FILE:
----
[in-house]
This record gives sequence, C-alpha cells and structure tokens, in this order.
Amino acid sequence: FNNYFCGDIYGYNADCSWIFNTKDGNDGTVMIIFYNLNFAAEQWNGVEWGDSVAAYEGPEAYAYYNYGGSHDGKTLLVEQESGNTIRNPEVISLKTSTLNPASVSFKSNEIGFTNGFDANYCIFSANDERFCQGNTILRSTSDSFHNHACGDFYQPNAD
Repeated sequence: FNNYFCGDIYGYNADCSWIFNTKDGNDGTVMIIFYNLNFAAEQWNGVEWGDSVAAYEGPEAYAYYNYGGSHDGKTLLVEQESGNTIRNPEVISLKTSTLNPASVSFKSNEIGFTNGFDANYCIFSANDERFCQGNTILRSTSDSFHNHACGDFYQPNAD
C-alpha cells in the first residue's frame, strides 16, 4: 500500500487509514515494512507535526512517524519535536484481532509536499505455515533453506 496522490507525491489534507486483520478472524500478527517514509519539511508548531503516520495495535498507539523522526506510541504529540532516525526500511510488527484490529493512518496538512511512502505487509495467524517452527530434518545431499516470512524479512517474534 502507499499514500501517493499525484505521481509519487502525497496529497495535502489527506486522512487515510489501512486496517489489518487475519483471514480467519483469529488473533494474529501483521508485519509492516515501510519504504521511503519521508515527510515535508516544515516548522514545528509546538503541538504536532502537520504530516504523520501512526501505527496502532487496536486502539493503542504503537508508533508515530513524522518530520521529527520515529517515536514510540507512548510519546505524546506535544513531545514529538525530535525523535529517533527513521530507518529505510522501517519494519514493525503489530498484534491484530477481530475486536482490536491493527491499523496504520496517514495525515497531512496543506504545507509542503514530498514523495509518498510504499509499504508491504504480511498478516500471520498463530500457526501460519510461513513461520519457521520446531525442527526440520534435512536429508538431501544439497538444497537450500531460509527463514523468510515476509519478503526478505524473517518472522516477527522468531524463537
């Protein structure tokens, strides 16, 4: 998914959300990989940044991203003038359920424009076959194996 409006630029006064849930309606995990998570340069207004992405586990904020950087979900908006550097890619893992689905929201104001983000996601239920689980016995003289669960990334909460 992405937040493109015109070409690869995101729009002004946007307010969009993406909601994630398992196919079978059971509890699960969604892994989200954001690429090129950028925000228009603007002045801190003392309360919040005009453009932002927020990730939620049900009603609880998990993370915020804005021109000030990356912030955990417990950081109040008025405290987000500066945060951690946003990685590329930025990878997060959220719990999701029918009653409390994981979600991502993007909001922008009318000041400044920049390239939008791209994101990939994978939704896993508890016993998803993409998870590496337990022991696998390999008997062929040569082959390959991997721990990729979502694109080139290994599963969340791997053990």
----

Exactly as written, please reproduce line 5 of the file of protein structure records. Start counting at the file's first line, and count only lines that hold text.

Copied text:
C-alpha cells in the first residue's frame, strides 16, 4: 500500500487509514515494512507535526512517524519535536484481532509536499505455515533453506 496522490507525491489534507486483520478472524500478527517514509519539511508548531503516520495495535498507539523522526506510541504529540532516525526500511510488527484490529493512518496538512511512502505487509495467524517452527530434518545431499516470512524479512517474534 502507499499514500501517493499525484505521481509519487502525497496529497495535502489527506486522512487515510489501512486496517489489518487475519483471514480467519483469529488473533494474529501483521508485519509492516515501510519504504521511503519521508515527510515535508516544515516548522514545528509546538503541538504536532502537520504530516504523520501512526501505527496502532487496536486502539493503542504503537508508533508515530513524522518530520521529527520515529517515536514510540507512548510519546505524546506535544513531545514529538525530535525523535529517533527513521530507518529505510522501517519494519514493525503489530498484534491484530477481530475486536482490536491493527491499523496504520496517514495525515497531512496543506504545507509542503514530498514523495509518498510504499509499504508491504504480511498478516500471520498463530500457526501460519510461513513461520519457521520446531525442527526440520534435512536429508538431501544439497538444497537450500531460509527463514523468510515476509519478503526478505524473517518472522516477527522468531524463537